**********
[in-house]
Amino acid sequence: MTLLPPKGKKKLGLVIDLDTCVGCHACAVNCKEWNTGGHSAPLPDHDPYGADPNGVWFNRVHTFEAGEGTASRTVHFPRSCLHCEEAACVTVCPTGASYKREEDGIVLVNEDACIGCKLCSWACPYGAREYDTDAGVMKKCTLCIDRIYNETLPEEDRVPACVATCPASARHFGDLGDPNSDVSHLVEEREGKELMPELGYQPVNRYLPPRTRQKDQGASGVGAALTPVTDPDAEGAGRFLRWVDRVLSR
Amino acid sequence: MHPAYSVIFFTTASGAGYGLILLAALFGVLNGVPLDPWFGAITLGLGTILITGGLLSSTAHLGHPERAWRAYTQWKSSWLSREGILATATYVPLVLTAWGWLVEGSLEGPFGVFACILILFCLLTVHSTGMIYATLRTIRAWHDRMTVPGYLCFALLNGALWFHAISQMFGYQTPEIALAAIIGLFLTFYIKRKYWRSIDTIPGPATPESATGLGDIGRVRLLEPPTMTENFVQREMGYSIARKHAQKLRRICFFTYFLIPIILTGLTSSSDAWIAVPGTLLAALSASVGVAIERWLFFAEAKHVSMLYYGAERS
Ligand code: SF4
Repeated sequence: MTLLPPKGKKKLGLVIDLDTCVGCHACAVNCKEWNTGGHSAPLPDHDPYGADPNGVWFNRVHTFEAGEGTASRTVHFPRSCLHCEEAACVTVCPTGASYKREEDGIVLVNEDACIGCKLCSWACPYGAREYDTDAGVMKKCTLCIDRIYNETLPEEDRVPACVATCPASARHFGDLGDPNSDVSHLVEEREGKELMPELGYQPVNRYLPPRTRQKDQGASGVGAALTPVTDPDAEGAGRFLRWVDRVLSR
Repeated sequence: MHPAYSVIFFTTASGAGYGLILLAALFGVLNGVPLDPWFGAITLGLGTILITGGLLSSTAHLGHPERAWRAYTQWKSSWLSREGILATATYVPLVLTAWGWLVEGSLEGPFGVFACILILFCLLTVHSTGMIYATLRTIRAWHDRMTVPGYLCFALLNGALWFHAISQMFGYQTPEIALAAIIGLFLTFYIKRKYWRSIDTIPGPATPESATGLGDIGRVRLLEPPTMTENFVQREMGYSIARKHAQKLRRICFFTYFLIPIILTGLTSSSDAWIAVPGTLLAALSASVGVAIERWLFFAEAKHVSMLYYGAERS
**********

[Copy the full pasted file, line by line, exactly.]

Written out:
[in-house]
Amino acid sequence: MTLLPPKGKKKLGLVIDLDTCVGCHACAVNCKEWNTGGHSAPLPDHDPYGADPNGVWFNRVHTFEAGEGTASRTVHFPRSCLHCEEAACVTVCPTGASYKREEDGIVLVNEDACIGCKLCSWACPYGAREYDTDAGVMKKCTLCIDRIYNETLPEEDRVPACVATCPASARHFGDLGDPNSDVSHLVEEREGKELMPELGYQPVNRYLPPRTRQKDQGASGVGAALTPVTDPDAEGAGRFLRWVDRVLSR
Amino acid sequence: MHPAYSVIFFTTASGAGYGLILLAALFGVLNGVPLDPWFGAITLGLGTILITGGLLSSTAHLGHPERAWRAYTQWKSSWLSREGILATATYVPLVLTAWGWLVEGSLEGPFGVFACILILFCLLTVHSTGMIYATLRTIRAWHDRMTVPGYLCFALLNGALWFHAISQMFGYQTPEIALAAIIGLFLTFYIKRKYWRSIDTIPGPATPESATGLGDIGRVRLLEPPTMTENFVQREMGYSIARKHAQKLRRICFFTYFLIPIILTGLTSSSDAWIAVPGTLLAALSASVGVAIERWLFFAEAKHVSMLYYGAERS
Ligand code: SF4
Repeated sequence: MTLLPPKGKKKLGLVIDLDTCVGCHACAVNCKEWNTGGHSAPLPDHDPYGADPNGVWFNRVHTFEAGEGTASRTVHFPRSCLHCEEAACVTVCPTGASYKREEDGIVLVNEDACIGCKLCSWACPYGAREYDTDAGVMKKCTLCIDRIYNETLPEEDRVPACVATCPASARHFGDLGDPNSDVSHLVEEREGKELMPELGYQPVNRYLPPRTRQKDQGASGVGAALTPVTDPDAEGAGRFLRWVDRVLSR
Repeated sequence: MHPAYSVIFFTTASGAGYGLILLAALFGVLNGVPLDPWFGAITLGLGTILITGGLLSSTAHLGHPERAWRAYTQWKSSWLSREGILATATYVPLVLTAWGWLVEGSLEGPFGVFACILILFCLLTVHSTGMIYATLRTIRAWHDRMTVPGYLCFALLNGALWFHAISQMFGYQTPEIALAAIIGLFLTFYIKRKYWRSIDTIPGPATPESATGLGDIGRVRLLEPPTMTENFVQREMGYSIARKHAQKLRRICFFTYFLIPIILTGLTSSSDAWIAVPGTLLAALSASVGVAIERWLFFAEAKHVSMLYYGAERS